For what it's worth, I believe that there is much less than meets the eye to the most headline-grabbing quote in Rage: "I wanted to always play it down. I still like playing it down, because I don't want to create a panic."
As recorded, that reads like a cold-blooded confession that Trump intentionally concealed deadly knowledge at a time -- February and March -- when that knowledge could have saved lives. But you can reach that conclusion only if you believe that Trump knows things the way fully rational people know them: as statements about reality that exist independently from the speaker. Trump's mind does not work that way. He does not observe the world and then use words to describe it. He speaks the words he wishes you to believe, and then trusts the world to conform to his wishes. [...]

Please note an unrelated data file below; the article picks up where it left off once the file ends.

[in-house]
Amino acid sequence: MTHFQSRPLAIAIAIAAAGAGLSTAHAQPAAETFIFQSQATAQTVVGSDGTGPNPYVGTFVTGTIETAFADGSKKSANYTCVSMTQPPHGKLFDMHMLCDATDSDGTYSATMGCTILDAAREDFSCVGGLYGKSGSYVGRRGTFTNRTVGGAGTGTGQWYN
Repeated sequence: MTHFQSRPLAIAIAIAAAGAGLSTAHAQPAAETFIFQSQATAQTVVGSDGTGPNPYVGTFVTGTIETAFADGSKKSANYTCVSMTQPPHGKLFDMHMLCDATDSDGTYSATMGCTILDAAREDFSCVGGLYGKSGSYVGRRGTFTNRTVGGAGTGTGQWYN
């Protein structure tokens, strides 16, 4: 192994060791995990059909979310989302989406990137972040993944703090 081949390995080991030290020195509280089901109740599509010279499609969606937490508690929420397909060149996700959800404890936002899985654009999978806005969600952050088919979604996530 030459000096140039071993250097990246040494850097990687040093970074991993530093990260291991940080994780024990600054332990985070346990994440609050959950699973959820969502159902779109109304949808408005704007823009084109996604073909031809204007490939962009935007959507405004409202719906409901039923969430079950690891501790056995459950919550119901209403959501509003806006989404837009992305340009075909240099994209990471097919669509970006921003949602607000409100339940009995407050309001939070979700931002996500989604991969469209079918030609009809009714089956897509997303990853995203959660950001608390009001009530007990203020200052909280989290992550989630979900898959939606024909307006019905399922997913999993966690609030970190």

But despite the hashtag #TrumpKnew, Trump did not actually know anything. He said things to meet the need of the fleeting moment.
The animals are dying from the sheer number of bites, which leave them anemic and bleeding under the skin, as well as from the exhaustion caused by constantly moving to avoid the insects.
According to Dr Craig Fontenot, a vet in the city of Ville Platte, the "vicious little suckers", pushed out of marshes by the huge storm, have already claimed some 300-400 cattle, as well as a few horses. [...]
Hurricanes often present a risk of surging mosquito populations, as eggs laid by floodwater mosquitoes in previous floods start to hatch. While adult mosquitoes generally do not survive a hurricane's high winds, the egg-hatching phase that kicks in after a storm can drive a huge increase in the population.